November 15, 2011

There was widespread outrage earlier this year when forces loyal to Muammar Gaddafi fired cluster munition rockets into residential parts of the Libyan city of Misrata.

Misrata was an increasingly rare example of the use of these weapons, which are comprehensively banned by the 2008 Convention on Cluster Munitions. The convention has been signed or ratified by 111 nations, including most of the United States' closest allies--but not the US itself.

Regrettably, the move to eliminate cluster munitions is under attack, with the United States leading the way. The US is touting a much weaker alternative through the Convention on Conventional Weapons (CCW) - an alternative with much lower standards than US policy already requires.

At a conference in Geneva beginning November 14, diplomats will try to conclude negotiations on a new CCW protocol on cluster munitions. Though cloaked in humanitarian rhetoric, the draft is clearly an effort to provide political and legal cover for potential future use of the weapon. That is bad news because cluster munitions are indiscriminate when they are used, causing harm well beyond the target, and leaving unexploded submunitions to threaten civilians long afterward.

The draft law is replete with broad exceptions and loopholes, and governments can choose not to obey key provisions for up to 12 years. It will fail to offer greater protections to civilians. In fact it could lead to an increase in the use of cluster munitions, by providing a specific legal framework for their use.

It would allow for continued use, production, trade, and stockpiling of many millions of cluster munitions, containing hundreds of millions of submunitions. It includes no obligation to destroy stockpiles.

The key "humanitarian" provision cited by the US and others is a ban on use of cluster munitions produced before 1980. Yet, these 30-plus-year-old weapons either have already reached or are nearing the end of their shelf-life and would have to be destroyed anyway. Most cluster munitions used in the past decade--by Libya, Thailand, the US, Russia, Georgia, Israel, and the United Kingdom--were produced after 1980. Most important, as has been abundantly demonstrated, post-1980 cluster munitions also cause unacceptable harm to civilians. That is why the comprehensive ban convention came into being.

The CCW proposal would also establish a terrible precedent in international humanitarian law, adopting for the first time an instrument with weaker standards after one with stronger standards has already been embraced by most nations. The trend has been for the law to grow progressively stronger, with ever greater protections for civilians.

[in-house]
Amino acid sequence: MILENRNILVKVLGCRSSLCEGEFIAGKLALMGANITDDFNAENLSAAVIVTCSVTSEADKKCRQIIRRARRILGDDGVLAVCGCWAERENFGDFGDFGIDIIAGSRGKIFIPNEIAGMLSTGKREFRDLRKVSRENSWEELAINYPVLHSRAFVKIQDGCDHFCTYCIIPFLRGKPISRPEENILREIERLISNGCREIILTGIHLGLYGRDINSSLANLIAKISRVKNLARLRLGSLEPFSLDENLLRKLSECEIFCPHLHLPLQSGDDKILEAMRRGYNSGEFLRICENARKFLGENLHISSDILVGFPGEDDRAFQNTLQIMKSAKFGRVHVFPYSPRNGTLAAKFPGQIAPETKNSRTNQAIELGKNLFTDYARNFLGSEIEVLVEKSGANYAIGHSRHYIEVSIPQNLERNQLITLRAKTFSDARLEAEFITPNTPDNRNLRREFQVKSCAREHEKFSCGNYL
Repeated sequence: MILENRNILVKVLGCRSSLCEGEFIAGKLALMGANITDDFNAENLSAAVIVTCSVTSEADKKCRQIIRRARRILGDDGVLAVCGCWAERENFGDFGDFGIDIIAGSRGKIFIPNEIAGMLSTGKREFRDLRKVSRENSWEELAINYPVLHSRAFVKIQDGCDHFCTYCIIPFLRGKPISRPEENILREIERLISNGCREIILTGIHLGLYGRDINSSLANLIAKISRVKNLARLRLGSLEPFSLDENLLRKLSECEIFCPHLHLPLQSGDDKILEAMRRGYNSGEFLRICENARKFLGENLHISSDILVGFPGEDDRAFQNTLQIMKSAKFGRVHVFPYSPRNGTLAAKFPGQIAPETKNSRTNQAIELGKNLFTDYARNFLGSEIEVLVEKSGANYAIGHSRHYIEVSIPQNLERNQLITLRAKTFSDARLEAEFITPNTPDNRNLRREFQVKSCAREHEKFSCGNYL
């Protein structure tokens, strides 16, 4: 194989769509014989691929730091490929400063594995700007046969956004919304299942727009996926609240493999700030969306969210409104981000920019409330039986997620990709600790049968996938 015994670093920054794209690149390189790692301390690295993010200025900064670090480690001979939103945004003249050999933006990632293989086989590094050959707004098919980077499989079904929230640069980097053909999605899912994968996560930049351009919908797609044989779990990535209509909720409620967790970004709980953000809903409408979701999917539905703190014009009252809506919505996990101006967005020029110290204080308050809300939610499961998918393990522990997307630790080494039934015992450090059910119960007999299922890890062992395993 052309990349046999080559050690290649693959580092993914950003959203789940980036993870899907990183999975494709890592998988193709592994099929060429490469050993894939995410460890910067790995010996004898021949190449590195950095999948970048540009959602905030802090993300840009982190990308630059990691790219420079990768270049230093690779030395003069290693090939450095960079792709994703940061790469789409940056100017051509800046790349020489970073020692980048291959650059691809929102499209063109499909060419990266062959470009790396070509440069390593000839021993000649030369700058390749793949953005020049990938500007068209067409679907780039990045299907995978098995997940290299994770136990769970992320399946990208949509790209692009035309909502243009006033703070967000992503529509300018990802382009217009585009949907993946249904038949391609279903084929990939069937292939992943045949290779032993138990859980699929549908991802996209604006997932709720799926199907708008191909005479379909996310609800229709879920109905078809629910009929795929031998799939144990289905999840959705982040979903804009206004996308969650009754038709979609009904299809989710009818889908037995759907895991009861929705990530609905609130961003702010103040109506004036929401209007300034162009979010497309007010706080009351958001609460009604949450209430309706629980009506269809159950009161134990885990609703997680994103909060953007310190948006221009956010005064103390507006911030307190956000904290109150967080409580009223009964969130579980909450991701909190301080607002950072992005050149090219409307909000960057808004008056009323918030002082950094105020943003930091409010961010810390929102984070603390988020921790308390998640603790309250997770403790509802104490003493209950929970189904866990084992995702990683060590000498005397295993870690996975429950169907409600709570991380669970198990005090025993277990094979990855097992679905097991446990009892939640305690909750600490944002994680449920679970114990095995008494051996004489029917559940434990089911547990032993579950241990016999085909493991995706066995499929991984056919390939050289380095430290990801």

The US has the support of other key countries that haven't signed the Convention on Cluster Munitions -- Brazil, China, India, and Russia. Some others -- such as Israel, Pakistan, and South Korea --view the draft protocol as too strong, but may go along.

But there is far from consensus on the draft law. Two-thirds of the states parties to the CCW have already joined the Convention on Cluster Munitions and thus are bound by a much higher standard. Some of them may end up supporting the protocol on the theory that it is better to have some kind of international law for those outside the ban convention, but most appear to recognize that the protocol will overall cause more humanitarian harm than good.

Given the lack of consensus, the US and other CCW states should instead consider a politically binding declaration, as they did in 2004 when the negotiations on antivehicle mines spearheaded by the US failed. Or countries not ready to ban cluster munitions could adopt binding national policies and laws that incorporate the positive elements of CCW discussions and provide interim measures toward joining the Convention on Cluster Munitions.

The United States already has one of the most transparent and comprehensive policies of countries that haven't signed the Convention on Cluster Munitions. Under Defense Department policy established during the George W. Bush administration, by the end of 2018 the US will ban the use of all but a tiny fraction of its cluster munitions--those with a failure rate of less than 1 percent. The US has banned the export of cluster munitions since 2007, except those with a failure rate of less than 1 percent.

But if the US can ban the weapon in 2018, it can do it now. In light of the political stigma, it is going to be very difficult for the US to use cluster munitions again. Unlike in previous air campaigns in joint military actions in Kosovo, Afghanistan, and Iraq, the US did not use cluster munitions during the NATO air operation in Libya. This was due in no small part to the fact that 20 of the 28 NATO countries are parties to the Convention on Cluster Munitions and are legally bound not to use cluster munitions or help other countries use them.

One useful aspect of the CCW negotiations has been an increased recognition by the US and others that the inherent dangers cluster munitions pose to civilians far outweigh the military usefulness of the weapon. It's time for the US to put an end to the CCW folly and get on board the Convention on Custer Munitions.

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